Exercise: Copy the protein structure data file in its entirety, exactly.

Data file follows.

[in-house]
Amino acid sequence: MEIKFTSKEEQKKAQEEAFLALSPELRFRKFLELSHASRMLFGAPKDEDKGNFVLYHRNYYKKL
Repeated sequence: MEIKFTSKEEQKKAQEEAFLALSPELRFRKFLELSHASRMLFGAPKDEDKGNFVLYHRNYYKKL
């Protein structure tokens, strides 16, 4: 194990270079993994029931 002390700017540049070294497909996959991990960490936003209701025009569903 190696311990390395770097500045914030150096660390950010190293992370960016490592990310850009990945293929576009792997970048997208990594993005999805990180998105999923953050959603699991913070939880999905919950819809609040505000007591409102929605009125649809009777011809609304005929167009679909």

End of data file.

[in-house]
Amino acid sequence: MEIKFTSKEEQKKAQEEAFLALSPELRFRKFLELSHASRMLFGAPKDEDKGNFVLYHRNYYKKL
Repeated sequence: MEIKFTSKEEQKKAQEEAFLALSPELRFRKFLELSHASRMLFGAPKDEDKGNFVLYHRNYYKKL
């Protein structure tokens, strides 16, 4: 194990270079993994029931 002390700017540049070294497909996959991990960490936003209701025009569903 190696311990390395770097500045914030150096660390950010190293992370960016490592990310850009990945293929576009792997970048997208990594993005999805990180998105999923953050959603699991913070939880999905919950819809609040505000007591409102929605009125649809009777011809609304005929167009679909």